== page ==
The problem is that when I use integer division in an expression, the result is truncated (the fractional part is lost). If the division occurs before any of the other operations, most of the significant bits of the math are lost! I can fix this by making sure to do the division last:

map (\tup -> (fst tup + snd tup) * 65536 `div` snd tup `div` 2) [(numer, (7::Int)) | numer <- [(-7::Int)..(7::Int)] ][0, 4681, 9362, 14043, 18724, 23405, 28086, 32768, 37449, 42130, 46811, 51492, 56173, 60854, 65536]

That's better. While I'm at it, I can simplify out that factor of 2 by using half of 65536:

map (\tup -> (fst tup + snd tup) * 32768 `div` snd tup) [(numer, (7::Int)) | numer <- [(-7::Int)..(7::Int)] ][0, 4681, 9362, 14043, 18724, 23405, 28086, 32768, 37449, 42130, 46811, 51492, 56173, 60854, 65536]

In fact, I can ask GHC to verify that the results are the same:

map (\tup -> (fst tup + snd tup) * 65536 `div` snd tup `div` 2) [(numer, (7::Int)) | numer <- [(-7::Int)..(7::Int)] ] == map (\tup -> (fst tup + snd tup) * 32768 `div` snd tup) [(numer, (7::Int)) | numer <- [(-7::Int)..(7::Int)] ]True

Very cool! Of course, this is not a rigorous proof, but I'm satisfied that my function is correct for the given inputs, and sometimes that's enough.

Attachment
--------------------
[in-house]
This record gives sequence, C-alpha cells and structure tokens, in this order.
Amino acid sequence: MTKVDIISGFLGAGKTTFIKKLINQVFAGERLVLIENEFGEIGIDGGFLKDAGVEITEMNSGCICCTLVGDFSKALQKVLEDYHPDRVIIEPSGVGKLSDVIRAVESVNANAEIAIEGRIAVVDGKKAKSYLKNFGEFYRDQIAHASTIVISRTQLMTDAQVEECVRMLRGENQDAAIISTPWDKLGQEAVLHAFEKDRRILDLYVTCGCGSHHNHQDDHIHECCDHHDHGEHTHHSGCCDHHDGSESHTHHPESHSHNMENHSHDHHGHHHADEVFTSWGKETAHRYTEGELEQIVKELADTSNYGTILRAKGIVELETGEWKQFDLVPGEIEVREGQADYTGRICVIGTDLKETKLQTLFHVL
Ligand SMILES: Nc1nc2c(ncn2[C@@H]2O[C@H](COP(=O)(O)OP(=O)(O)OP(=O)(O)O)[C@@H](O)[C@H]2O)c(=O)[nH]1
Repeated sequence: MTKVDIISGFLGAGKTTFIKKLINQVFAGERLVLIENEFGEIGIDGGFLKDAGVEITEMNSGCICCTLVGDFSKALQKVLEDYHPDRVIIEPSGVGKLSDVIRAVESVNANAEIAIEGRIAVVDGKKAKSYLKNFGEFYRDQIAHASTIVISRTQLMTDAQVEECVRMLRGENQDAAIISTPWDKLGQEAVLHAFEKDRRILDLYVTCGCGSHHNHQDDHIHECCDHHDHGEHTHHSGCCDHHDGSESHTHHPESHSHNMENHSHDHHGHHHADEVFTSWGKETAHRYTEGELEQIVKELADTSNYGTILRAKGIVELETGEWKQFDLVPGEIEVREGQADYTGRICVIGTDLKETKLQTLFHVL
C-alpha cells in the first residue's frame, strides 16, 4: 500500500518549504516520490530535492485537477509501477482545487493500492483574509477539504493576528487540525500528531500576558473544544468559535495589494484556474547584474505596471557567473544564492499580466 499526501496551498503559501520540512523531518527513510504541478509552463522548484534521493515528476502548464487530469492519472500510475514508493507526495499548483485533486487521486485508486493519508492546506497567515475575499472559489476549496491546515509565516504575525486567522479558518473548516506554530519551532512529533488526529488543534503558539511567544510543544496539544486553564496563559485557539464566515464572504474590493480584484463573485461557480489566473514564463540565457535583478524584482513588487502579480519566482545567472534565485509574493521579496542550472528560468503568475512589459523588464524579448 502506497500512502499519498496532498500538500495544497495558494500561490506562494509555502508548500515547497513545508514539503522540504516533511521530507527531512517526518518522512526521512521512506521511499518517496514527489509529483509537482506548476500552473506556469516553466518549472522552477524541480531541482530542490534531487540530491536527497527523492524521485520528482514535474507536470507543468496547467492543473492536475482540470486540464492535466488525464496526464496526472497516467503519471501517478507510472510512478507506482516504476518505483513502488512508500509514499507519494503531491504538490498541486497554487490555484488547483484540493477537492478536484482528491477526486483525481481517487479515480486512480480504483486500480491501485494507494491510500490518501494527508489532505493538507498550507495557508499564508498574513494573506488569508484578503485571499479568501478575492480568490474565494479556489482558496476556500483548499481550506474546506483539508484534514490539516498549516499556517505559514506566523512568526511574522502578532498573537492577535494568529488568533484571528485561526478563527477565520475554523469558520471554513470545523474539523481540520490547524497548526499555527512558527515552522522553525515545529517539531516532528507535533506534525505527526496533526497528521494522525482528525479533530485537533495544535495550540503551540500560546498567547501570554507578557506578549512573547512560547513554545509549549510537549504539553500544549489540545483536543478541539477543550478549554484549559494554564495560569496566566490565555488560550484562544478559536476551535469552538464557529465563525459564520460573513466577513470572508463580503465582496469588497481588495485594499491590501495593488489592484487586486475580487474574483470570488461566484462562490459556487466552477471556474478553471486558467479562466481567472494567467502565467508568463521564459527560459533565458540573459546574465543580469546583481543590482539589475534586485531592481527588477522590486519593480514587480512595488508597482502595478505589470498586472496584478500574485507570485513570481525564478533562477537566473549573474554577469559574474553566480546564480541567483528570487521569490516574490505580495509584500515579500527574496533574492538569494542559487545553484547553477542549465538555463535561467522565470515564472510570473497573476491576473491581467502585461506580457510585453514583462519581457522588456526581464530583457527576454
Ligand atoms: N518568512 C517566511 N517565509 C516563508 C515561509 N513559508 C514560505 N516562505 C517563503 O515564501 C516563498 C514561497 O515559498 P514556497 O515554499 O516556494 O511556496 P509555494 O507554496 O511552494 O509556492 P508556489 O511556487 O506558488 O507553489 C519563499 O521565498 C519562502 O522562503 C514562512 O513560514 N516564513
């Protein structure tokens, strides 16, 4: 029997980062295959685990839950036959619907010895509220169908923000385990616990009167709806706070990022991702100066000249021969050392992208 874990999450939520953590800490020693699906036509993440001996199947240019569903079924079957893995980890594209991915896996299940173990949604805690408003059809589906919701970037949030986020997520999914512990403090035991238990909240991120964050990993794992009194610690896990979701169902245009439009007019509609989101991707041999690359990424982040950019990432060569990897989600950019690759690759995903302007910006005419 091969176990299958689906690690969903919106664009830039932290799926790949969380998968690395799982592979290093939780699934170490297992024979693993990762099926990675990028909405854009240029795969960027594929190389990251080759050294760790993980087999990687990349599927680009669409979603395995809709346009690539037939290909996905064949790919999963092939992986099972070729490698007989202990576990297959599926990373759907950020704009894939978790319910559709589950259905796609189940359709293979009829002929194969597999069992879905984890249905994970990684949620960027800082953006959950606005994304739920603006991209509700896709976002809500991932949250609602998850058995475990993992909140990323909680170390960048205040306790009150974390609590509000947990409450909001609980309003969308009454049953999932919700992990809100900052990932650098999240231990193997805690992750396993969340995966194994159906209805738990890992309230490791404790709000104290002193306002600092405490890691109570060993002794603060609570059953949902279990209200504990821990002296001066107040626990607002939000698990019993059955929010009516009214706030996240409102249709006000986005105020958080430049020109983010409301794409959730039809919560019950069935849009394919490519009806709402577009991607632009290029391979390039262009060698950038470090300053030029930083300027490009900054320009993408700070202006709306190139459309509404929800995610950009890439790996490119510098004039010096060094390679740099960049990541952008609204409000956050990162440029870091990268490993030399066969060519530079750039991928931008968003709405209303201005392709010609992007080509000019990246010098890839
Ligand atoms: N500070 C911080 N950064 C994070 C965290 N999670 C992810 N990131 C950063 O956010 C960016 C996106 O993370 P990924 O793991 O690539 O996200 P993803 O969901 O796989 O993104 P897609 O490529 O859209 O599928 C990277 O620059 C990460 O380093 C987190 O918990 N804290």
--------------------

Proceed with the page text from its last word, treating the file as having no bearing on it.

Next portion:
## 5 comments:

> With an important exception, which I will discuss.

I'd actually claim that the "machine types" are behaving exactly like they would in the C world :) Integer division is truncation, which is usually avoided by the usual trick of using the associative law

Nice to see you using Haskell, though. It's a breath of fresh air.

Hi alternate moebyus,

Thanks for your comment. I am going to continue this topic and explore just how integer division in C actually behaves, what guarantees can be made about it, and what can't.

I suspect a more Haskellish way to write the original division code would be zipWith (/) (repeat 7) [-7 .. 7]. Or even [ 7 / y | y <- [-7 .. 7] :-) The final code then becomes x + y) * 32768 `div` y) | x <- 7::Int, y <- (-7::Int)..(7::Int)] ] (Untested, but should work).

Miles, thanks for the suggestions... I will play with these a little later. I am very new to Haskell.

Hmmm, some brackets went missing in my comment. I meant, of course,

[ 7 / y | y <- [-7 .. 7] ]

and

[ (x + y) * 32768 `div` y) | x <- 7::Int, y <- (-7::Int)..(7::Int)] ]